Mezcal

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Mezcal, or mescal, is a distilled alcoholic beverage made from the maguey plant (a form of agave, Agave americana) native to Mexico. The word “mezcal” comes from Nahuatl “mexcalmetl,” meaning maguey.

The maguey grows in many parts of Mexico, though most mezcal is made in Oaxaca.[1] There is a saying attributed to Oaxaca regarding the drink: "para todo mal, mezcal y para todo bien también" (for everything bad, mezcal, and for everything good, too.)[2][3]

It is unclear whether distilled drinks were produced in Mexico before the Spanish Conquest.[4] The Spaniards were introduced to native fermented drinks such as pulque, also made from the maguey plant. Soon the conquistadors began experimenting with the maguey plant to find a way to make a distillable fermented mash. The result was mezcal.[5]

Today, mezcal is still made from the heart of the maguey plant, called the piña, much the same way it was 200 years ago in most places.[2][6] In Mexico, mezcal is generally drunk straight and has a strong smoky flavor.[6] Though not as popular as tequila (a mescal made specifically from the blue agave in select regions of the country), Mexico does export the product, mostly to Japan and the United States, and exports are growing.[7]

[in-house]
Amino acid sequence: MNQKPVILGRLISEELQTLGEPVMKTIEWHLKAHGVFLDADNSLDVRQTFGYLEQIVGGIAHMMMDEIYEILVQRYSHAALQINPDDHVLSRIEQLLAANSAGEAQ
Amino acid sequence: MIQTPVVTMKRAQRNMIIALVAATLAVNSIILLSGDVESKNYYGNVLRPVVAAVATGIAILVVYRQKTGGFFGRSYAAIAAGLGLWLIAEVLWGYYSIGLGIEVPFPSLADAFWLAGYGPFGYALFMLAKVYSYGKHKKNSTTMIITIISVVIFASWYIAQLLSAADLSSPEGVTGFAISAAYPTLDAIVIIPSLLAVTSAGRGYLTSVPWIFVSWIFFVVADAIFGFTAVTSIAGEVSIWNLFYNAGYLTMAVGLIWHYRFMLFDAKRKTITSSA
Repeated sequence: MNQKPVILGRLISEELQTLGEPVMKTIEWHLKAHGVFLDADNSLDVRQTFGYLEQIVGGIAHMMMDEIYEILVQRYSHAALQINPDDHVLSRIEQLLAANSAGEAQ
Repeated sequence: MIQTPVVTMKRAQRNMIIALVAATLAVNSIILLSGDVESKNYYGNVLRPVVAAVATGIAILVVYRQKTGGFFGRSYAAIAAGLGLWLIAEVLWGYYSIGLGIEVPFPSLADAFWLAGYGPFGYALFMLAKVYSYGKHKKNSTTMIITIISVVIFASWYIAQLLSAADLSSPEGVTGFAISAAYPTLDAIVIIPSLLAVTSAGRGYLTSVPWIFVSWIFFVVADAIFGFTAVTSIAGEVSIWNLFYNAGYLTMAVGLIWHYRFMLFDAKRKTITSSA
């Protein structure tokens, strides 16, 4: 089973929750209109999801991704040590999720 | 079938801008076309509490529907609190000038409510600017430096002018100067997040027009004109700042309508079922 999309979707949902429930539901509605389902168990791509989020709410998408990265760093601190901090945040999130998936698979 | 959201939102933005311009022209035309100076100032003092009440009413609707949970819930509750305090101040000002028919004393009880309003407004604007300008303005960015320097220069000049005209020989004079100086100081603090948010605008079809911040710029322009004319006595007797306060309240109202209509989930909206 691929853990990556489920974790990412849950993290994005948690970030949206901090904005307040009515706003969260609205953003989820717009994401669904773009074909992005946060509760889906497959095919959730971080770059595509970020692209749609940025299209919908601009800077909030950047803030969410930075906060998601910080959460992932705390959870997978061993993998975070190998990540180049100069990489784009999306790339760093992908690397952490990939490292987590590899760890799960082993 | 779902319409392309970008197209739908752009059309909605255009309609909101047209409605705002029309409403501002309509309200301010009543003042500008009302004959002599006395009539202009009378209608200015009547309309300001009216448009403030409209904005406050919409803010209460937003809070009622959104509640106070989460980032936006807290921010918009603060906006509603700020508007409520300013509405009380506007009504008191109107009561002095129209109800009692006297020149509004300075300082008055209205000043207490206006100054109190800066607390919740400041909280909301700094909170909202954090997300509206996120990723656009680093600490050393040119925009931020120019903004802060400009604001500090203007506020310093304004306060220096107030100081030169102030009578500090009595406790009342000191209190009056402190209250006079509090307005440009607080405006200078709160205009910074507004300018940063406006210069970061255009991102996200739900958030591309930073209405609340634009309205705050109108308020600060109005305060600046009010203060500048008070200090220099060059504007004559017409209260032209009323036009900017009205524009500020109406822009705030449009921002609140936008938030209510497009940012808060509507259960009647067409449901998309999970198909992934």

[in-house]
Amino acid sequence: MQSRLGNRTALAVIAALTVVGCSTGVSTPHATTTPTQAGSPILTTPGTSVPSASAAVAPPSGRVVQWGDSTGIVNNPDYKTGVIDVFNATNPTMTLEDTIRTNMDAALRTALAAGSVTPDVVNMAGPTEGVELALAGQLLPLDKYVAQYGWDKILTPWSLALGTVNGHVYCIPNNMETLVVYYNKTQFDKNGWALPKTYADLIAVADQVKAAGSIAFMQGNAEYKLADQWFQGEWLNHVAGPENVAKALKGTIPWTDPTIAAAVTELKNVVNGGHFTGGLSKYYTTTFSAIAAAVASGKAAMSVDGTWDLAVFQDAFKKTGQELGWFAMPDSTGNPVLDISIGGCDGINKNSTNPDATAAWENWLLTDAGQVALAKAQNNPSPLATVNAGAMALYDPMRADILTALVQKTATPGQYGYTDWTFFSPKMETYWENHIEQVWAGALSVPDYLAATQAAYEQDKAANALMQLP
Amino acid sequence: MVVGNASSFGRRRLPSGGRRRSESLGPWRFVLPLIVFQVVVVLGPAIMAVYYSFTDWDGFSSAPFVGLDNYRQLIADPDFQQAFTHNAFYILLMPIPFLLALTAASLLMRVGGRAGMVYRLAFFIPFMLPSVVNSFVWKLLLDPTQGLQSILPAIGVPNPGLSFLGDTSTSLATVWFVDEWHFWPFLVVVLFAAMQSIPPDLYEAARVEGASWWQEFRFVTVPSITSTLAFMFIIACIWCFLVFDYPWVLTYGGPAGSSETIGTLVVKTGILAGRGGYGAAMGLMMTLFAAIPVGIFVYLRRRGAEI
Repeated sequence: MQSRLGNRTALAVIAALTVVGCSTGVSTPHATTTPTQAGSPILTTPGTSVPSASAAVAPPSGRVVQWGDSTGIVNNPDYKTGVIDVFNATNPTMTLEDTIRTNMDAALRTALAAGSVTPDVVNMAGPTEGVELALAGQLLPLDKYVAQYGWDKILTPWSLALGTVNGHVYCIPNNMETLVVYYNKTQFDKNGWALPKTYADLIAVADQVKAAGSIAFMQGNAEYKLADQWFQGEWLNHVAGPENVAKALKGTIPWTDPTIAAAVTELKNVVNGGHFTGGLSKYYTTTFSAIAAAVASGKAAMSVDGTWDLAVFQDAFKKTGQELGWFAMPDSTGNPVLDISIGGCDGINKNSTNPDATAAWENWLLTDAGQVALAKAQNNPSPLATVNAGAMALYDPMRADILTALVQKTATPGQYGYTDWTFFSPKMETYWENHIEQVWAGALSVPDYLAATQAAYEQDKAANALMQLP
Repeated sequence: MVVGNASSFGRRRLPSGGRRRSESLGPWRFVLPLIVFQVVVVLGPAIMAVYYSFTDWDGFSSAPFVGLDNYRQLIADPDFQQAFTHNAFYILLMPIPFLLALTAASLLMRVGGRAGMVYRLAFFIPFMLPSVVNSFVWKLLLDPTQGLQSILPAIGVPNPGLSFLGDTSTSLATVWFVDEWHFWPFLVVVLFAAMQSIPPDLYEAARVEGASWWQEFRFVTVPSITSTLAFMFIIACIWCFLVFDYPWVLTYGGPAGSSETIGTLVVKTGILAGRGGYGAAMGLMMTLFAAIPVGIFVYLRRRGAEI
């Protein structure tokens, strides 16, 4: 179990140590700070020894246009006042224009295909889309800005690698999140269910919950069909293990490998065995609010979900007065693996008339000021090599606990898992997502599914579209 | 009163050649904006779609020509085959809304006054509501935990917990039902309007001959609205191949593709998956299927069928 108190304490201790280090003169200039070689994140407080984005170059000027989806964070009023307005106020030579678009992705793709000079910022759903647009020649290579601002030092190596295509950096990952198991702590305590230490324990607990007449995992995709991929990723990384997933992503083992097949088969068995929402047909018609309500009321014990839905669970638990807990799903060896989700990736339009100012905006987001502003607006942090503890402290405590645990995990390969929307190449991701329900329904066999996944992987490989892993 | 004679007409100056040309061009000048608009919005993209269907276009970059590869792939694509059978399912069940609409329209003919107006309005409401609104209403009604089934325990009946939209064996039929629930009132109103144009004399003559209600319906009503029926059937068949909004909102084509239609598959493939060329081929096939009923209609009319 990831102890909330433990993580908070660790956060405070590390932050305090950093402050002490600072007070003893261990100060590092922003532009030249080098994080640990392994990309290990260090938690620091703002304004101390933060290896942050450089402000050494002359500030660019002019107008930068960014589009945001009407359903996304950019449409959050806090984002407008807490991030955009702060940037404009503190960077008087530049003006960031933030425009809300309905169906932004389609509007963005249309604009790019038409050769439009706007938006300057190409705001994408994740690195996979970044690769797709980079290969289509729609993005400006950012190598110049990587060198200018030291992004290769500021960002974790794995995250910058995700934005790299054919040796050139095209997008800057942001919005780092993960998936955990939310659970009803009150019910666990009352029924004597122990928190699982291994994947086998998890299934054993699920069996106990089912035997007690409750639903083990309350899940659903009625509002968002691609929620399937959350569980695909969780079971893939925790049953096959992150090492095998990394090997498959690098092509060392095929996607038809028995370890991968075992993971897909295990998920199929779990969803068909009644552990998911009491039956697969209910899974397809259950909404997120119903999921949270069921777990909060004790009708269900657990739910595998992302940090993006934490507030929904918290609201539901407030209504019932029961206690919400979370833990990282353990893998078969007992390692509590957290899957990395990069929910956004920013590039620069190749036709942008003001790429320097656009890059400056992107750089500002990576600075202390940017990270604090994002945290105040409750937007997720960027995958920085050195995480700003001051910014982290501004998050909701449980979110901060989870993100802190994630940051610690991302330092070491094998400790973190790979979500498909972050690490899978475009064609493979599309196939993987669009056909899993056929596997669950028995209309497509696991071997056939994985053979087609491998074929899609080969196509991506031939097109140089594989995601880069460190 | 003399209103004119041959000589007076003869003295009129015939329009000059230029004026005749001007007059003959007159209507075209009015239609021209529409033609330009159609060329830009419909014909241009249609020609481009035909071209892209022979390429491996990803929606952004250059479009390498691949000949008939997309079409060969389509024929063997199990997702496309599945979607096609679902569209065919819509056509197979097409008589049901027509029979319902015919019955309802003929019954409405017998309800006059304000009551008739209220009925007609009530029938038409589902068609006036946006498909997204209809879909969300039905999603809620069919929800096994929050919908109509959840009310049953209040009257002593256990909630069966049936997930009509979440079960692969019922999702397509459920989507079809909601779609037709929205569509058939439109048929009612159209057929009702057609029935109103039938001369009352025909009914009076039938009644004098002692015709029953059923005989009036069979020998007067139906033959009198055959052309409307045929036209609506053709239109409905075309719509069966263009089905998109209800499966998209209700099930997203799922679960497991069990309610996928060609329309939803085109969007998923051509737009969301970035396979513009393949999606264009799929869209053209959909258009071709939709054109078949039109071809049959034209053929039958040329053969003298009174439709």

Despite the similar name, mezcal does not contain mescaline or other psychedelic substances.[8]

Contents

History of mezcal

The maguey was one of the most sacred plants in pre-Hispanic Mexico, and had a privileged position in religious rituals, mythology and the economy. Cooking of the “piña” or heart of the maguey and fermenting its juice was known. The origin of this drink has a myth. It is said that a lightning bolt struck an agave plant, cooking and opening it, releasing its juice. For this reason, the liquid is called the “elixir of the gods.”[9] However, it is not certain whether the native peoples of Mexico had any distilled liquors prior to the Spanish Conquest.[4]

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